Brooks College of Health
Master of Science in Nursing (MSN)
NACO controlled Corporate Body
University of North Florida. School of Nursing
Dr. Doreen Radjenovic
Dr. Katherine Robinson
Dr. Lillia M. Loriz
Dr. Pamela S. Chally
Adolescent athletes with type 1 diabetes (T1DM) face unique challenges when compared to peers with and without diabetes. Continuous subcutaneous insulin infusion (CSII) provides a method of insulin delivery that can enhance flexibility in insulin regimens and lifestyle that may be especially appealing to the adolescent athlete. No studies have explored the impact of athletics in this population. This descriptive qualitative study explored and described the experiences of adolescent athletes using CSII as their primary insulin delivery method, with a focus on athletic participation and performance.
The purposeful sample consisted of four adolescent athletes, ages 13 to 15 years with T1DM, using CSII, in excellent diabetes control, and recently participated in organized sports activities. After written informed consent, data were collected through a semi-structured interview with the adolescent and parent. Results were transcribed verbatim and analyzed for emerging themes. Four themes emerged from the transcripts along with multiple subcategories. The main themes included: protecting the pump and infusion site; dealing with highs and lows; maximizing participation and performance; and keeping watch. Information gathered from this study will prepare healthcare professionals to anticipate the needs of adolescent athletes using CSII when prescribing a diabetes management regimen.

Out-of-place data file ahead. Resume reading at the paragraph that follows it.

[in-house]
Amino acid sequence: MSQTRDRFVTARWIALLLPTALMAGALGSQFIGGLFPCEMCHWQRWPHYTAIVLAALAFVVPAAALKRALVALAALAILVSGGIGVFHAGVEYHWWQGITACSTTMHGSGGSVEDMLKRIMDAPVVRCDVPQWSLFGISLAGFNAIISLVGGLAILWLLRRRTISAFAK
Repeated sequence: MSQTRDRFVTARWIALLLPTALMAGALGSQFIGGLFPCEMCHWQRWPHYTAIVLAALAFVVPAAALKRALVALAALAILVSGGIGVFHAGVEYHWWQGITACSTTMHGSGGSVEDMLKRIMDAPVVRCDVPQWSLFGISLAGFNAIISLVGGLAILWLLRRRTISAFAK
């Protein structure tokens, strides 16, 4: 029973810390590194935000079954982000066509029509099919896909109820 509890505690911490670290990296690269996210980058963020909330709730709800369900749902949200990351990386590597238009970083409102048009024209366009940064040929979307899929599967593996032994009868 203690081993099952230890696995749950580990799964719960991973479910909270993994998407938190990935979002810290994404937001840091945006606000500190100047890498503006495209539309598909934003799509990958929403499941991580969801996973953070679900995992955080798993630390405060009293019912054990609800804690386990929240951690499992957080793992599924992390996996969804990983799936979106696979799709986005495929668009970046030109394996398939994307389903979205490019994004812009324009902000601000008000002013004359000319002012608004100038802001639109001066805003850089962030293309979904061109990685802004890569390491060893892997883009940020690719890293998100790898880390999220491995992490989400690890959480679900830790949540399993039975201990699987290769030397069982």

Tow, Regina, "Adolescent Athletes with Type 1 Diabetes: Experiences with Continuous Subcutaneous Insulin Infusion" (2013). UNF Graduate Theses and Dissertations. 428.